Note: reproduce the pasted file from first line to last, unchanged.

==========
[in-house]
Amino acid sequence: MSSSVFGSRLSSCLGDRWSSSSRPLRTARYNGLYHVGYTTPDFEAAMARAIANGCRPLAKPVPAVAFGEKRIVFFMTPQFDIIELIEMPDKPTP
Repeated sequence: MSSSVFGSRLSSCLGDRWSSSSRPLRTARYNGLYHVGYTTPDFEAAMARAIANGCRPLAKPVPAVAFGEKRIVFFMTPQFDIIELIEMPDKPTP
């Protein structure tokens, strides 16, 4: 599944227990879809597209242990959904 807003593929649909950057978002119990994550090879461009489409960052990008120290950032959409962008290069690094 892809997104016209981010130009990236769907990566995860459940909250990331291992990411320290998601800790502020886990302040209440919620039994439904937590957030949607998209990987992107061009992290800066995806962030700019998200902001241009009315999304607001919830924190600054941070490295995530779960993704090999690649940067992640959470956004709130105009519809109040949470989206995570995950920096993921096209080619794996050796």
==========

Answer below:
[in-house]
Amino acid sequence: MSSSVFGSRLSSCLGDRWSSSSRPLRTARYNGLYHVGYTTPDFEAAMARAIANGCRPLAKPVPAVAFGEKRIVFFMTPQFDIIELIEMPDKPTP
Repeated sequence: MSSSVFGSRLSSCLGDRWSSSSRPLRTARYNGLYHVGYTTPDFEAAMARAIANGCRPLAKPVPAVAFGEKRIVFFMTPQFDIIELIEMPDKPTP
């Protein structure tokens, strides 16, 4: 599944227990879809597209242990959904 807003593929649909950057978002119990994550090879461009489409960052990008120290950032959409962008290069690094 892809997104016209981010130009990236769907990566995860459940909250990331291992990411320290998601800790502020886990302040209440919620039994439904937590957030949607998209990987992107061009992290800066995806962030700019998200902001241009009315999304607001919830924190600054941070490295995530779960993704090999690649940067992640959470956004709130105009519809109040949470989206995570995950920096993921096209080619794996050796």